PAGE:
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Call Kurtis Investigates: Sales Tricks To Get You To Open Your Door And Your Wallet

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Eight-time Emmy Award winner Kurtis Ming is CBS13's consumer...
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You may want to be leery of someone knocking on your day claiming to conduct an air quality survey.

A Rancho Cordova couple called Kurtis after they say they were sucked into a high pressure sales pitch for a vacuum cleaner.

How does an air quality survey turn into you entering a contest, then winning something, then spending $3,300 plus on a vacuum cleaner?

This is how.

This is the air purifier Allison Bell and Don Hampton say they won.

They say someone showed up to their door claiming to conduct an air quality survey and entered them into a contest.

“The next day I get this phone call and guess what? You won!” said Allison.

Two people delivered their prize and that wasn’t all.

“They brought in this huge vacuum cleaner and did this whole presentation about a vacuum cleaner,” said Allison.

It was a $3300 plus Rainbow Vacuum. The engaged couple says two salespeople with Rancho Cordova-based Aerodyne were in their house for hours.  Allison says they zeroed in on the fact she had asthma and said this cleaner would actually clean the air while she vacuums.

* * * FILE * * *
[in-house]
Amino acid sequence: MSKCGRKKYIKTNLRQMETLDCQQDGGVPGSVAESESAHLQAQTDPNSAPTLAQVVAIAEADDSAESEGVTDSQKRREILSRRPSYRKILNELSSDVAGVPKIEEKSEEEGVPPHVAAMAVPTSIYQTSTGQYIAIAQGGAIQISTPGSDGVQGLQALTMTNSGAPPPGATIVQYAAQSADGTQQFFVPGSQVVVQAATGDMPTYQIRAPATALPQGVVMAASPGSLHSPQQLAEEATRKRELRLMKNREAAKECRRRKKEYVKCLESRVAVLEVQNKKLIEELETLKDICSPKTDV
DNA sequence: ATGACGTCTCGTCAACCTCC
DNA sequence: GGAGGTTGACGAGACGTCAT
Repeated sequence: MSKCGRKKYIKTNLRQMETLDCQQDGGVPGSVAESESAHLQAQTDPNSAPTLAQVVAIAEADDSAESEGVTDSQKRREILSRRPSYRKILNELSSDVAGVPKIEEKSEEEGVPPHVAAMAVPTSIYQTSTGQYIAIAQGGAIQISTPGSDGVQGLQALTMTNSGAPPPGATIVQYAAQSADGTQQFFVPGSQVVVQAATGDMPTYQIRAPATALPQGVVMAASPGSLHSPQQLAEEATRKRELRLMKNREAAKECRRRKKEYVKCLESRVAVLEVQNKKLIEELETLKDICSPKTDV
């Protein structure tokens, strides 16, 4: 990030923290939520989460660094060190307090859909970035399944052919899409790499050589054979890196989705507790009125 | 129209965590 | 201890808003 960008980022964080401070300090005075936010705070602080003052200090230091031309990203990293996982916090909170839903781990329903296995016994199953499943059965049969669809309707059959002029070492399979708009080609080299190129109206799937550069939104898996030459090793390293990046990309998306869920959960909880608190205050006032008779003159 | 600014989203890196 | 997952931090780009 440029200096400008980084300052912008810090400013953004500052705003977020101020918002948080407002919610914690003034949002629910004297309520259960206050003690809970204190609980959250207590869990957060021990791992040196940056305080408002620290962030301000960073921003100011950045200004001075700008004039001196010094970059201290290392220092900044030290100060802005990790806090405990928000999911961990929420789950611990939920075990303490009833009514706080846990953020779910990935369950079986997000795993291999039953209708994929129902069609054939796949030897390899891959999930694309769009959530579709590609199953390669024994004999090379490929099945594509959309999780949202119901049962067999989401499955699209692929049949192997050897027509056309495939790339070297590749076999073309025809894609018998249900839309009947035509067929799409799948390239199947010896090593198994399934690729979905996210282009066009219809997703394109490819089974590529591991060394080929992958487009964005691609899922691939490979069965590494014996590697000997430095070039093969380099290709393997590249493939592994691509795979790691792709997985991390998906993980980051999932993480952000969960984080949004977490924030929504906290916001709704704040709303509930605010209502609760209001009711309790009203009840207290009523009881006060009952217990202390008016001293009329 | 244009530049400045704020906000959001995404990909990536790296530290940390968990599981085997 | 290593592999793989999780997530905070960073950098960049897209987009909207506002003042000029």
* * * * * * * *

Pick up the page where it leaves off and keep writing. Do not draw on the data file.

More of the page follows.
“My lungs are going to feel so much better, I won’t cough all the time, I’m going to live forever,” said Allison.

After believing the health benefits and hearing the vacuum would be free if they sold ten of them to their friends or family, they bought one.

“They were very good salespeople.  They got us,” said Allison.

After they left, Allison and Don realized with a wedding ahead, they didn’t have the money, nor the time to sell vacuums.

After returning the cleaner to Aerodyne’s offices, they say they struggled getting a refund!

“The owner is never available and doesn’t return phone calls,” said Don.

Across the street neighbor, Jack Kelley, also bought a vacuum cleaner after Aerodyne’s sales pitch in his living room.  And yes, he also says he won the air purifier after the door to door air quality survey, a tactic he now questions.

“Maybe that was a false advertising,” said Jack.

Although Jack says he loves his Rainbow vacuum.

McGeorge School of Law professor, Franklin Gevurtz, thinks it’s fraudulent for a company to misrepresent their way into someone’s homes.

“I think it was probably beyond the pale of aggressive sales tactics,” said Gevurtz.

We wanted to ask Aerodyne’s owner Scott Corner about his company’s sales tactics, but he never returned our multiple calls before our story aired.

The day our cameras stopped by the Rancho Cordova office, Allison and Don’s credit card was credited the $3300 plus, which was within the 10 days the company claims it takes to process refunds.

The couple is now wary of door to door solicitors.

“This experience has really been an eye opener for us,” said Allison.

We contacted the manufacturer of the Rainbow Vacuum, Rexair LLC in Troy, Michigan, but did not hear back.

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